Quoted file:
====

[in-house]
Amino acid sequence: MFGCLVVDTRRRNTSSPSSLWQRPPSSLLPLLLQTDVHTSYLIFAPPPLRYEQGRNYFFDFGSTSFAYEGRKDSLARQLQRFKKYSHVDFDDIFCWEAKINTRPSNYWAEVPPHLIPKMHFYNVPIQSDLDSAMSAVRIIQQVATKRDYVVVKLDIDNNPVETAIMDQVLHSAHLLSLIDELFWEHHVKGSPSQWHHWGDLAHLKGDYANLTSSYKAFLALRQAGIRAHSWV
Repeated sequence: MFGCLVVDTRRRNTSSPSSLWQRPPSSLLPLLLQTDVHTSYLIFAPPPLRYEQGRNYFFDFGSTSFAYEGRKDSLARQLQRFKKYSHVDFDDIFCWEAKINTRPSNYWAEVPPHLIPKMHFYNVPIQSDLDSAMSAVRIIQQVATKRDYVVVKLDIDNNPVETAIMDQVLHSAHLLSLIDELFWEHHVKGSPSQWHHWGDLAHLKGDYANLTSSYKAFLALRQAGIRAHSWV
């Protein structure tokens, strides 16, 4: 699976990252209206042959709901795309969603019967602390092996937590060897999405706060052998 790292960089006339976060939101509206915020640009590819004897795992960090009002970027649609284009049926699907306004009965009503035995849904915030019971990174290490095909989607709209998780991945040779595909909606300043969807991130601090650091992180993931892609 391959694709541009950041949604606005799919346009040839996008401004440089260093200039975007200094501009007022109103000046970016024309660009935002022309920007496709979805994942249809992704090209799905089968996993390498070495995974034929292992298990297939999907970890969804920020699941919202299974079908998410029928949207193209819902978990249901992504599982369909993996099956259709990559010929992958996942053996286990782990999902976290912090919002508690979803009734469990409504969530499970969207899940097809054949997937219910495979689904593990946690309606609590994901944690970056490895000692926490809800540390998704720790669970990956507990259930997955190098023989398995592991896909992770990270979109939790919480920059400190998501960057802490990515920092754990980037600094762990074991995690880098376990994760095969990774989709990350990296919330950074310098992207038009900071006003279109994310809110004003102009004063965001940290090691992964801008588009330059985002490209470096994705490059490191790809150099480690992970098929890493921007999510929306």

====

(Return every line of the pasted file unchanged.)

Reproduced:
[in-house]
Amino acid sequence: MFGCLVVDTRRRNTSSPSSLWQRPPSSLLPLLLQTDVHTSYLIFAPPPLRYEQGRNYFFDFGSTSFAYEGRKDSLARQLQRFKKYSHVDFDDIFCWEAKINTRPSNYWAEVPPHLIPKMHFYNVPIQSDLDSAMSAVRIIQQVATKRDYVVVKLDIDNNPVETAIMDQVLHSAHLLSLIDELFWEHHVKGSPSQWHHWGDLAHLKGDYANLTSSYKAFLALRQAGIRAHSWV
Repeated sequence: MFGCLVVDTRRRNTSSPSSLWQRPPSSLLPLLLQTDVHTSYLIFAPPPLRYEQGRNYFFDFGSTSFAYEGRKDSLARQLQRFKKYSHVDFDDIFCWEAKINTRPSNYWAEVPPHLIPKMHFYNVPIQSDLDSAMSAVRIIQQVATKRDYVVVKLDIDNNPVETAIMDQVLHSAHLLSLIDELFWEHHVKGSPSQWHHWGDLAHLKGDYANLTSSYKAFLALRQAGIRAHSWV
């Protein structure tokens, strides 16, 4: 699976990252209206042959709901795309969603019967602390092996937590060897999405706060052998 790292960089006339976060939101509206915020640009590819004897795992960090009002970027649609284009049926699907306004009965009503035995849904915030019971990174290490095909989607709209998780991945040779595909909606300043969807991130601090650091992180993931892609 391959694709541009950041949604606005799919346009040839996008401004440089260093200039975007200094501009007022109103000046970016024309660009935002022309920007496709979805994942249809992704090209799905089968996993390498070495995974034929292992298990297939999907970890969804920020699941919202299974079908998410029928949207193209819902978990249901992504599982369909993996099956259709990559010929992958996942053996286990782990999902976290912090919002508690979803009734469990409504969530499970969207899940097809054949997937219910495979689904593990946690309606609590994901944690970056490895000692926490809800540390998704720790669970990956507990259930997955190098023989398995592991896909992770990270979109939790919480920059400190998501960057802490990515920092754990980037600094762990074991995690880098376990994760095969990774989709990350990296919330950074310098992207038009900071006003279109994310809110004003102009004063965001940290090691992964801008588009330059985002490209470096994705490059490191790809150099480690992970098929890493921007999510929306």